• Use video chat applications (such as iConnect) to communicate with students and parents.
  • Set up an online meeting room that is left open between set hours for students to drop in on whenever they like. You could set up a roster of student facilitators and provide some example questions to promote discussion. Ask student facilitators to set the protocol/etiquette for respectful online communication.
  • Do an online survey of student interests and then students can self-elect into groups to teach other new skills or participate in an activity together. For example, students might lead a real-time online exercise or yoga class, record a cooking video demonstration, demonstrate how they made a marble maze run, record a dance or song they play on an instrument or sing.
  • Create an online wellbeing group to share strategies for optimising “Life in lockdown”. Use this unique opportunity for social-emotional learning, and for students to develop qualities such as resilience, compassion, and empathy.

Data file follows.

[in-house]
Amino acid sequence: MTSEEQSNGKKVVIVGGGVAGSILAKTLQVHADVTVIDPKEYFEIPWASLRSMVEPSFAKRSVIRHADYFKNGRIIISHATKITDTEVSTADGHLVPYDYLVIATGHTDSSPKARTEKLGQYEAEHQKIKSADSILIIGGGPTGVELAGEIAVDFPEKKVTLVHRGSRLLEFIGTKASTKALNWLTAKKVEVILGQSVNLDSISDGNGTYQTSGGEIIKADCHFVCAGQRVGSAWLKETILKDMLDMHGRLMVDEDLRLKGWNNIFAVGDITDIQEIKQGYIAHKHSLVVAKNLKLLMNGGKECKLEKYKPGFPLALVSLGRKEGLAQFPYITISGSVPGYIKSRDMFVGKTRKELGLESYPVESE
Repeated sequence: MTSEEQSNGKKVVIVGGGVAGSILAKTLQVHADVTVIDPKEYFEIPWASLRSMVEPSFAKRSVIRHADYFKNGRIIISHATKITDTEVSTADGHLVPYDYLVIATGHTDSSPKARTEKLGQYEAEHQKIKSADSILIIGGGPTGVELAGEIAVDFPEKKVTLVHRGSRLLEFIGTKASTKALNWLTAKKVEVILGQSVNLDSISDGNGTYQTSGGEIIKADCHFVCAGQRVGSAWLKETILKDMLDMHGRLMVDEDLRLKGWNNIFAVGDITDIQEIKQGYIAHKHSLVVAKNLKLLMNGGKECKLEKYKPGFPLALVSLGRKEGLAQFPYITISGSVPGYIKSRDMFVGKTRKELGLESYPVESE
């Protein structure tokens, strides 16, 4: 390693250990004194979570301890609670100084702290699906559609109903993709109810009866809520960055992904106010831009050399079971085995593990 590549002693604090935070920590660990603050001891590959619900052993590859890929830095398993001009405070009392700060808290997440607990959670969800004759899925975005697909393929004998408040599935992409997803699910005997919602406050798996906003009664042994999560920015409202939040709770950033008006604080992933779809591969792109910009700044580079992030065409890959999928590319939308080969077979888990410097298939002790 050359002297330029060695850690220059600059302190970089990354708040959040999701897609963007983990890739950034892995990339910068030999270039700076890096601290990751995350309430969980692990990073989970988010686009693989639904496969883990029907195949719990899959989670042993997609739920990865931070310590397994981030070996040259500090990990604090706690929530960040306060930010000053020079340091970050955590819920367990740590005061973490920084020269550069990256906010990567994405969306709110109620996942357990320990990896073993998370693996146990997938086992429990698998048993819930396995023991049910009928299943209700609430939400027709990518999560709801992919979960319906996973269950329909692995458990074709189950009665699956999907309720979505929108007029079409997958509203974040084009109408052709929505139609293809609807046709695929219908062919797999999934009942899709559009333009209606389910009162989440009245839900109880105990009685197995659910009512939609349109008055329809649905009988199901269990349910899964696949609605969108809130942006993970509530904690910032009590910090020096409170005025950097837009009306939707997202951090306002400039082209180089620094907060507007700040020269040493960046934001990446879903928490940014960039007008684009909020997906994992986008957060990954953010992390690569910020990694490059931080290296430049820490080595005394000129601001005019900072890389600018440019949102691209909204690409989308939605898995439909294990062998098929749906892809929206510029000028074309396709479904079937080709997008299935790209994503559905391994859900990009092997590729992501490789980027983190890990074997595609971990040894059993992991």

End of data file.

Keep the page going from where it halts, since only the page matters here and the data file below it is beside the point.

• Provide wellbeing activities and encourage students to share their experiences.
  • Ask older students if they want to create a list to share their social media or gaming handles.

Are there opportunities for student collaboration in their learning? Teachers could:

  • Set up online cooperative pairs to encourage peer tutoring. Rotate these so that students have opportunities to work with a variety of peers.
  • Use cooperative learning groups (synchronous or asynchronous) and set clear goals, roles and responsibilities so that everyone can contribute (see an example of cards we have created for online group work in this Padlet).
  • Co-create group expectations. Teachers can provide examples but encourage students to develop these collaboratively so that they take ownership of them.
  • Use flexible groupings – avoid grouping students with the same people for every task.
  • Set up student accounts in online platforms (e.g., Discord or Google Docs) to allow students to talk and take notes for group work.
  • Include criteria for group skills in your assessment.  

Are there opportunities for teachers and peers to offer each other praise and social motivation? Teachers might prepare an empowering video message for their students during these challenging times.

Teachers might provide praise to:

  • individual students for learning and effort; and
  • teams for their collaborative work.

Peers could be provided with opportunities to: